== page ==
One candidate that some analysts believe might be in the running is Saif al-Adel. A former Egyptian special forces colonel that has links to the 1993 World Tarde Centre bombings as Ramzi Yousef was one of his students. It is also believed that he taught Somali fighters how to take down helicopters with missiles and that one member of his squad from Tunisia brought down one of the MH-60 Blackhawks in what we colloquially remember through the movie Black Hawk Down. He then travelled to Yemen and then back to Afghanistan in 1996. Al-Adel has an impressive resume for the next al-Qaeda leader. He was instrumental in the early foundational moments of al-Qaeda. However, al-Adel is under Iranian house arrest.

Al-Adel was born in the 1950s, putting his age into his 60-70s, which also means that within a few years another leader would be required if he dies of old age. Also, there are only a few photos of him available and al-Adel is not one to release a communique on mass to al-Qaeda, and the overall jihadi, network. This would put his overall authority in question as he has no viable links with the globalized al-Qaeda franchises as they exist now. At least al-Zawahiri was bin Laden’s 2nd in command from the beginning and had some discernible conditionals with the group’s foundation and operation.

There is also the contention that the successful AQAP or AQIM franchises should be represented by being in control of the al-Qaeda transnational group. These two franchises have been very successful and have expanded their operations, and innovations, and have battled with ISIS franchises in their own territories.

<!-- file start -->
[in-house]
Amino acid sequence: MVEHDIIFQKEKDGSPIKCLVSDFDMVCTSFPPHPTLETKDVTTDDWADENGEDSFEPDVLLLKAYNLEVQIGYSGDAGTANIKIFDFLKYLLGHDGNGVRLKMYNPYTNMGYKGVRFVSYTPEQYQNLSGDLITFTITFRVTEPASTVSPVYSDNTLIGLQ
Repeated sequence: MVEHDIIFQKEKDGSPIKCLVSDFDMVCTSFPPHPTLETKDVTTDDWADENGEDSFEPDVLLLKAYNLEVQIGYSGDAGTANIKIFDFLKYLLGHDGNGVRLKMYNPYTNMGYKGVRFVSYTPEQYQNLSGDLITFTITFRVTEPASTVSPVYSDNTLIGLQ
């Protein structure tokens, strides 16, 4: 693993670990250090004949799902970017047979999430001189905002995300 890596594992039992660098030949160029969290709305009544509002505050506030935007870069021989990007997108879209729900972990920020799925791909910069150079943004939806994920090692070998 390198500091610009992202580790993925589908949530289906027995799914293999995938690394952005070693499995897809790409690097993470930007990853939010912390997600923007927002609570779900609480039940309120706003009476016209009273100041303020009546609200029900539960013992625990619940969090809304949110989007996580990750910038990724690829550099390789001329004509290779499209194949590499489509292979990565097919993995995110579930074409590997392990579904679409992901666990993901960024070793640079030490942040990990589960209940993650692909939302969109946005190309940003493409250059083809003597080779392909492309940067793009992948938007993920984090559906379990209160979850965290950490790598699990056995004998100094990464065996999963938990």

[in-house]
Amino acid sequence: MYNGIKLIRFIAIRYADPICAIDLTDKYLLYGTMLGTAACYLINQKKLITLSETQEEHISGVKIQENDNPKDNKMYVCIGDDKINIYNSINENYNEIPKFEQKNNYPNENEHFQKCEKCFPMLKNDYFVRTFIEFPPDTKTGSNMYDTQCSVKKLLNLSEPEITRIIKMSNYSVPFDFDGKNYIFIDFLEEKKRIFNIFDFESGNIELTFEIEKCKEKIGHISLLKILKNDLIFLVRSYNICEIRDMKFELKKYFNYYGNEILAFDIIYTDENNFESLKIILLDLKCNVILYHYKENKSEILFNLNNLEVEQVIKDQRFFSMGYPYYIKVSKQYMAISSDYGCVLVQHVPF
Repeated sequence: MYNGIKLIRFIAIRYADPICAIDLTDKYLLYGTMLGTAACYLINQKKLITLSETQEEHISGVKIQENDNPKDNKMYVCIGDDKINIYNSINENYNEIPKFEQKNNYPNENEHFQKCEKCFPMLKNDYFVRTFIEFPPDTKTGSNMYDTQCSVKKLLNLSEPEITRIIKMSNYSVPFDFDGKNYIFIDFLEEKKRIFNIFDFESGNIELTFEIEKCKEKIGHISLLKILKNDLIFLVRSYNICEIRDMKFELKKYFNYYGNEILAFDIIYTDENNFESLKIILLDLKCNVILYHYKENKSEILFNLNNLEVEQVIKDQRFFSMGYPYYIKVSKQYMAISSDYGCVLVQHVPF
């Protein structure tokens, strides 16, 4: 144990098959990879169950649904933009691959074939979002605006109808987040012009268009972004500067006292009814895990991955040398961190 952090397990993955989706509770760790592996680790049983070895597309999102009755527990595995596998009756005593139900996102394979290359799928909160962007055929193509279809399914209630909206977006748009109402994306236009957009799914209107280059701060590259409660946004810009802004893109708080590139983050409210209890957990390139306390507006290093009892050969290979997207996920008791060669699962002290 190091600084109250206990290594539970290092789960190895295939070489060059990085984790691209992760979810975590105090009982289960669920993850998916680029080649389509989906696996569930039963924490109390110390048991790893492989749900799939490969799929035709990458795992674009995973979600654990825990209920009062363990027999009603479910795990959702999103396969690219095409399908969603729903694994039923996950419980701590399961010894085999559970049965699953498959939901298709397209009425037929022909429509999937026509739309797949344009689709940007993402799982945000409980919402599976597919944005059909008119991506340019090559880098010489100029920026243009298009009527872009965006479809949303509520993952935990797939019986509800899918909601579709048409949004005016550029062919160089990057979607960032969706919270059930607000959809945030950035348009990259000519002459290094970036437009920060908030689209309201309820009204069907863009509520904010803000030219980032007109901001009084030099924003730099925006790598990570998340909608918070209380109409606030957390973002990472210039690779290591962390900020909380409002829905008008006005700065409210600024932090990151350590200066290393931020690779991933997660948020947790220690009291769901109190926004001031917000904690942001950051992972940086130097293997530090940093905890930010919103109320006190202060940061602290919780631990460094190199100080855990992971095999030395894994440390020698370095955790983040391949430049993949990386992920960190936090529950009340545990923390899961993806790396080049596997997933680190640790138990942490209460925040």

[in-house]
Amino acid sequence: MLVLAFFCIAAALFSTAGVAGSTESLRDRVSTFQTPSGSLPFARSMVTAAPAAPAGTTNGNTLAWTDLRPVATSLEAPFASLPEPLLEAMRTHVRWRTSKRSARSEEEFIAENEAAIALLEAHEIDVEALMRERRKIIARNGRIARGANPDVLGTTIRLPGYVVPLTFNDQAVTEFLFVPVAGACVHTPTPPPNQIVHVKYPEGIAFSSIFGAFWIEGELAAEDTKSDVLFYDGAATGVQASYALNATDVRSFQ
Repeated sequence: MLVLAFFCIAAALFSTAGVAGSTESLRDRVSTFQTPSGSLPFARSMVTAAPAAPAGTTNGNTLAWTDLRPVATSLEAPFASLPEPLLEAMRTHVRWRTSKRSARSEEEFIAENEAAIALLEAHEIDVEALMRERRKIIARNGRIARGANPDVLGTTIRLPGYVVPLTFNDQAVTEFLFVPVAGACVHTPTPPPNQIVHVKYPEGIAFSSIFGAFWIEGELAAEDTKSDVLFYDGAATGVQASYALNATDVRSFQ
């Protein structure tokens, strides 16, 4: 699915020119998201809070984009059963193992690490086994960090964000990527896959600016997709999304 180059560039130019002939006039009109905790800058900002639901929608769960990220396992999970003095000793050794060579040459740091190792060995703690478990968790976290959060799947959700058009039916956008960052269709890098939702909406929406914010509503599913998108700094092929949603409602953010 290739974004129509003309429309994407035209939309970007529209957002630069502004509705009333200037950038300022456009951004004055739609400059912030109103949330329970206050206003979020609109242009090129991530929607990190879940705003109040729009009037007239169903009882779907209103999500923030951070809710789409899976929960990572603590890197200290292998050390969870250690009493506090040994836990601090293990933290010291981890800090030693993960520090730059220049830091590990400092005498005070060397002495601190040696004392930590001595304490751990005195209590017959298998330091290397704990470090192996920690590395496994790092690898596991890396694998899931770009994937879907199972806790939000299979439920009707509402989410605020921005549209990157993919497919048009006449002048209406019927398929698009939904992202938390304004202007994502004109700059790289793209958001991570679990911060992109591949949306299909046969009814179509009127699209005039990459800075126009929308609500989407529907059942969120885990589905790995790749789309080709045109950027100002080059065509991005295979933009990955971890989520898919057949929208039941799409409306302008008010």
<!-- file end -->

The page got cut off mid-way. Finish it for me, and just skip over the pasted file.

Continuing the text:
These groups have innovated with new propaganda methods – AQAP created the digital Inspire magazine which disseminates even articles on how to build and bomb and inspired the Boston Marathon Bombers to build their own pressure cooker bombs.  AQIM expanded operations in North Africa and has relative success in Mali. There was a leak that even suggested that the Malian government would be willing to be in talks to end the violence. This was flatly denied the day after. There is really no reason why al-Qaeda Central has to remain in Afghanistan as the war is over and its leadership can be relocated elsewhere to demonstrate the group’s overall next goals – Yemen or North Africa.

Choosing a leader from either of these groups would mean that there is a potential that al-Qaeda would be willing to be more innovative, disseminate propaganda via 21st-century digital magazines and not long-winded religious diatribes. Depending on the new leader, we may be facing an al-Qaeda 3.0 that would want to branch out more and be more competitive with the disillusioned ISIS movement. It may well foster a new breed of lone wolf attacks and still be more restrained of the violent and gory social media and therefore inviting a new wave of more ‘moderate’ violent jihadists.

By Stewart Webb

The editor of DefenceReport and Senior Analyst, Stewart Webb holds a MScEcon in Security Studies from Aberystwyth University and a BA in Political Science from Acadia University. A frequent guest on defence issues for CTV National News, and other Canadian media outlets, his specialities include commentary on terrorist/insurgent activity and Canadian defence issues. Stewart can be contacted at: [email protected]